Hospital Liens in Texas
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The Texas hospital lien statute, found in Texas Property Code Section 55.002(a), which states: A hospital has a lien on a cause of action or claim of an individual who receives hospital services for injuries caused by an accident that is attributed to the negligence of another person.
WHAT IS A HOSPITAL LIEN?
A hospital lien gives a hospital a superior legal right to recovery. In other words, in Texas, hospitals can get paid back before you do.
Hospitals commonly file liens against accident victim patients in order to recover their charges. All hospitals have done this, whether you saw a doctor at Methodist Hospital, Texas Children’s Hospital, Texas Orthopedic Hospital, or one of the other many hospitals in Houston – hospital liens are filed in the public county property records and secure the hospital’s right to payment for the debt. Hospital liens will appear in credit checks and searches of public records and hospitals generally strictly enforce their liens.
Because hospital liens are very strong, if you settle your case but didn’t realize that there was a hospital lien, or simply ignored it, the hospital can sue you for the charges, and also collect attorney’s fees.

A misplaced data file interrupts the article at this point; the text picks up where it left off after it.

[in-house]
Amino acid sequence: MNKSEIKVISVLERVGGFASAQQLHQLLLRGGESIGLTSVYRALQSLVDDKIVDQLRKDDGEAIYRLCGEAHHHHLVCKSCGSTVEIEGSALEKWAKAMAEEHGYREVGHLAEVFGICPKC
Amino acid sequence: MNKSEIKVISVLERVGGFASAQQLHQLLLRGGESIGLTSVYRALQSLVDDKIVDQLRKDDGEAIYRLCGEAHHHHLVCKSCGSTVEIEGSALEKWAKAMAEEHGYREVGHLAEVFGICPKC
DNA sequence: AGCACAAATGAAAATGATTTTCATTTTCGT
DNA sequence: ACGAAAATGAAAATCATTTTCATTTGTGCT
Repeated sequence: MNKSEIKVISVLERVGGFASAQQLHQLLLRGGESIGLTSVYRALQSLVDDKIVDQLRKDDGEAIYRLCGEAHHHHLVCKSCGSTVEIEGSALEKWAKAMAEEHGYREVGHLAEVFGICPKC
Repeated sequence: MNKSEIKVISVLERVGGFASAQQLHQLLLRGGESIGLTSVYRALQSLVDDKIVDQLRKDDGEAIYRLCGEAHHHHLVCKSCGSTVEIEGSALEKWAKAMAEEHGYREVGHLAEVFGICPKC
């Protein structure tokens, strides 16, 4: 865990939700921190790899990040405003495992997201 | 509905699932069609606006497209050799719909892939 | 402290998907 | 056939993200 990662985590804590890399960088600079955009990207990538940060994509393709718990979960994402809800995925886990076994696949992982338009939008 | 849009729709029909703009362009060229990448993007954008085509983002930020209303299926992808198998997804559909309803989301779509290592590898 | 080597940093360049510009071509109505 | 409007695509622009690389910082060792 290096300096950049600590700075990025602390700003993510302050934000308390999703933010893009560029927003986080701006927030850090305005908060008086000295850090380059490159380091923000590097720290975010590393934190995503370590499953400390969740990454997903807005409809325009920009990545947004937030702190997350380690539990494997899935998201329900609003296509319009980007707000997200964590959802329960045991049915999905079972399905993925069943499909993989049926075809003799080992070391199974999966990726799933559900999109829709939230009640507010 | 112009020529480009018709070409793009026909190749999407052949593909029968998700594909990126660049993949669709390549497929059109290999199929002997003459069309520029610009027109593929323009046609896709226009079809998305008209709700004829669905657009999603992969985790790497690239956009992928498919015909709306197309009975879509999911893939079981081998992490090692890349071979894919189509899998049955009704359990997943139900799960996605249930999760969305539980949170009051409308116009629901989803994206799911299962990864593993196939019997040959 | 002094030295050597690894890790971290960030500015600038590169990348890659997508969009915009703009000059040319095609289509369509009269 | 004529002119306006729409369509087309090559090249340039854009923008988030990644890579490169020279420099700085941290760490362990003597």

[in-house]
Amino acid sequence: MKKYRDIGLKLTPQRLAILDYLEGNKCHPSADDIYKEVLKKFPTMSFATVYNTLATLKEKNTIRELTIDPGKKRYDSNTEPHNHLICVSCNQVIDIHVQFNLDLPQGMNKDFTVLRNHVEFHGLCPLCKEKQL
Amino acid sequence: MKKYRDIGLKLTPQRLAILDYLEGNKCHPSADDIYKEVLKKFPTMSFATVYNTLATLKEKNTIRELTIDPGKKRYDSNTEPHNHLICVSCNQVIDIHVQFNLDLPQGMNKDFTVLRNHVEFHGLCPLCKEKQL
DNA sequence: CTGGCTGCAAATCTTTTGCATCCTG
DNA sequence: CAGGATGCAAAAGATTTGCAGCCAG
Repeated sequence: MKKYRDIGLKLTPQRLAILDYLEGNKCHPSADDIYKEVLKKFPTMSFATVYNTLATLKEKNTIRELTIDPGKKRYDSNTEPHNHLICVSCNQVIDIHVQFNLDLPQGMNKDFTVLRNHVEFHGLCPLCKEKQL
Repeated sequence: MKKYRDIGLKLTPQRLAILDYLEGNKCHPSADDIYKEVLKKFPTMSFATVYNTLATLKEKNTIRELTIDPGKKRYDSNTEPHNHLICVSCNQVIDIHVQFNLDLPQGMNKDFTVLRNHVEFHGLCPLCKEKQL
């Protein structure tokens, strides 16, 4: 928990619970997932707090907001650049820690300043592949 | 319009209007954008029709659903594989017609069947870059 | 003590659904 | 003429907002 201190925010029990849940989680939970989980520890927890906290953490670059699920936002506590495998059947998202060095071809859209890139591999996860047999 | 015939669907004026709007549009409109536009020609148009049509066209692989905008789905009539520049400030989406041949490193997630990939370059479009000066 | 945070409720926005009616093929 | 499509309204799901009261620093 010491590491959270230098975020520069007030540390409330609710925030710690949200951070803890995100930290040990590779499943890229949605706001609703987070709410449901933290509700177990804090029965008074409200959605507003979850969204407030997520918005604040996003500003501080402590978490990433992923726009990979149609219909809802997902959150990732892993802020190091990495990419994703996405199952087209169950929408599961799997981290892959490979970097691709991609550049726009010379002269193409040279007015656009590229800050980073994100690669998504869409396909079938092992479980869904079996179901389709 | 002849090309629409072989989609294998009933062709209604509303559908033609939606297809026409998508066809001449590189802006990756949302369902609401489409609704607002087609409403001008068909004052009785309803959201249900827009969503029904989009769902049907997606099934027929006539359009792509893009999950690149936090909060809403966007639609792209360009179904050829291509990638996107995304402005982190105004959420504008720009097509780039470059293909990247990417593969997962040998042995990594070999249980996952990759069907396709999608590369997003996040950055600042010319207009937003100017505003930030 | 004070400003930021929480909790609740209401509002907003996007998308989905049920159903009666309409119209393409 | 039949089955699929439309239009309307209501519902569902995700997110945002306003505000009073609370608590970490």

Therefore, it is important to understand the rules regarding hospital liens to ensure that you don’t overpay a lien as well as ensure that you properly obtain a Release of Hospital Lien.
Care must be within 72 hours. In order for a hospital lien to be valid, it must pertain to a hospital admission within 72 hours of the accident causing the injury. If the treatment happened more than 72 hours after the accident, the lien is invalid. The Notice of Hospital Lien must contain the following information:
- Patient’s name and address;
- The date of the accident;
- Name and address of hospital;
- Name of the person who is liable for the injury.
The notice of lien must contain all of that information or the lien is not valid. One common thing to look for is whether the notice lists the patient as being the person who is liable for the injury. If the notice lists the patient as being the liable party, the lien is invalid.